When we attempt to shape, form and yes, even force our children into certain behaviors or ways of thinking, they tend to shut down. They either comply with our ideals out of fear or the need for our approval or they rebel against them out of anger and confusion. We all know that fear and confusion are not the ideal emotions in which to operate our lives. And yet so many children grow up sacrificing their own unique gifts and ideas for the sake of their parents, their peers and their society. Their voice is lost to a confused world.
Our kids are not a reflection of us. It’s okay to let them explore the world and come up with their own unique style, values and goals. Our relationship grows stronger when we accept them just as they are, relieving them of the duty to project a good image of us.
BE STILL AND LISTEN
Parents have more life experience than their children; this is true. But do we know all there is to know about life? Can we be sure that we know what is right for another human being?
We have our perspectives to go on but the buck stops there. When we assume that we know more than our children, that we know what our children should be doing, feeling or pursuing, we cut off communication. If we know, we don’t listen. We shut ourselves off from further query.
Living in the question of life is magical. It sends the signal into the world that we are open to new perspectives, new ideas and unique problem solving techniques. When we listen to our kids, really listen, we are open. Open to the possibility that they know something about their own lives. We shut them down when we already know how or what they should be, act or pursue in life. If we open up to the possibility that they just might know more about their lives than we do, we connect with them on a deep level. We inspire them to look within rather than chase approval or direction from the outer world.
Can our kids teach us if we let them? Perhaps if we find ourselves judging our kids, we can pause and listen. Maybe instead of responding with our own knowledge we can ask open-ended questions. “What excites you about that video game, Johnny? I’d like to learn more.” or “I see that you’re angry, Sara. How can I help?” If we choose to be present and listen – put the focus on how we can assist rather than change – our child feels heard. He feels as though he has a voice and his most intimate partner, you, is listening. Open dialogue is established and the child feels empowered rather than managed and judged.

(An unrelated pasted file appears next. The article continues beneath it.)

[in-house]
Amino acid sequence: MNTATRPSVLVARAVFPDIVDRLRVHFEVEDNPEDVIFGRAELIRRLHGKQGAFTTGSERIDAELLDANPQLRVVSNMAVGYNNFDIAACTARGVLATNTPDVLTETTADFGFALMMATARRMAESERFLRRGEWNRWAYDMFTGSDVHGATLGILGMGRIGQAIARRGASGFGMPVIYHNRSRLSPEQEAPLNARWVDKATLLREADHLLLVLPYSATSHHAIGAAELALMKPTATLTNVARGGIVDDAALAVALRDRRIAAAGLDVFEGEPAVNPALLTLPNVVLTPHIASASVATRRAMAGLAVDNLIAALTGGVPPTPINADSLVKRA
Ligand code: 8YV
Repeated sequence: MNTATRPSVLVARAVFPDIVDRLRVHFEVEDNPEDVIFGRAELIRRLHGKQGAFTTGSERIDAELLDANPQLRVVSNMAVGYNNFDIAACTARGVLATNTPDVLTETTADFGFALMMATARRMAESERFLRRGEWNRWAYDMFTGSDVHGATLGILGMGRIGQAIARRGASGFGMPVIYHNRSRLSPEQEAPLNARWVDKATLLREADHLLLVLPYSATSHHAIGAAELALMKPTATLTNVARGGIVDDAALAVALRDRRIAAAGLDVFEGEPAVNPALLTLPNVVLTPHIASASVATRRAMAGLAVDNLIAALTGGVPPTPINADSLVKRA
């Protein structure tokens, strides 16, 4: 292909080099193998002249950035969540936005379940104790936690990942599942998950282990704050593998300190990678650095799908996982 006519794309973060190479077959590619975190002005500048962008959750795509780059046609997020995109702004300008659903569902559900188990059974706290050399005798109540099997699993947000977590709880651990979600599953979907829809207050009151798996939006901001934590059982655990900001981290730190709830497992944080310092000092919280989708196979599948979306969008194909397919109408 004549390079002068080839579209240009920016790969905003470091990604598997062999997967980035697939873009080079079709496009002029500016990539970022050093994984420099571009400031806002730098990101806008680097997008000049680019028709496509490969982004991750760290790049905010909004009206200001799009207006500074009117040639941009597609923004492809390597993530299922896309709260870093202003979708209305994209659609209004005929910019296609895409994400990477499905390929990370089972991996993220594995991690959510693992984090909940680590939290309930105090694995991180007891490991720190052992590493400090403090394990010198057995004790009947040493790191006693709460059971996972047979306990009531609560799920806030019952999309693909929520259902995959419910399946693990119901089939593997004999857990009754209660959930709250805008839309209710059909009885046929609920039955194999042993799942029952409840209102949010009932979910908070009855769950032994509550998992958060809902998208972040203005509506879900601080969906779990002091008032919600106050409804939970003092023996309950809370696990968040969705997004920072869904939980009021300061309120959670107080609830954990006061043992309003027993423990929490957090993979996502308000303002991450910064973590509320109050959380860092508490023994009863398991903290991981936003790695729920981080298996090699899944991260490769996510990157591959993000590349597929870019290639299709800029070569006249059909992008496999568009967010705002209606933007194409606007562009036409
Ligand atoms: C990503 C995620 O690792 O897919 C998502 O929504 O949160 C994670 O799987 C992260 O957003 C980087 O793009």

Our kids don’t need fixing. They need experienced partners in life who believe in them and value their wants, needs and desires. They need calm human beings who can empower them to find answers within. If we can’t listen honestly and openly, we negate any chance of connecting with them on that deeper level.
Many of us believe we have our children’s best interests at heart. We don’t want them to be hurt, fail or look stupid. We want them to thrive. But sometimes hurt and failures are the springboards to living a life filled with meaning. If we focus on the possibility that our children might be hurt or fail, we rob them of finding their true passions and their own unique voice. We cut the cord of relationship in favor of fear. Be present; envision that children are here with their own gifts to present to the world. Listen to what they have to say. True connection will be born and thrive in the parent child relationship if we only dare to let go and trust that all is well. Right here. . . Right now.
July 10th, 2014 § § permalink
Ever have one of those days?
Tired. . .
Busy. . .
Frustrated. . .
Off kilter. . .
Ever let that tired, busy and frustrated Self take it out on your child?
Well I have. Too many times to count, I’m afraid. It may just be an, “I don’t have time to listen right now!” in a curt tone. Or, “I can’t watch you play one more video game! I’ve got to get some work done!” in an exasperated sigh.
Or. . . not doing something I said I would do.
Or. . . being distracted, when my child really wants to share something with me.
What ever the case, I’ve learned that when I have one of these days, where everything my child wants me to look at, play or do with him seems like an insurmountable chore, it’s time to stop and follow these simple steps.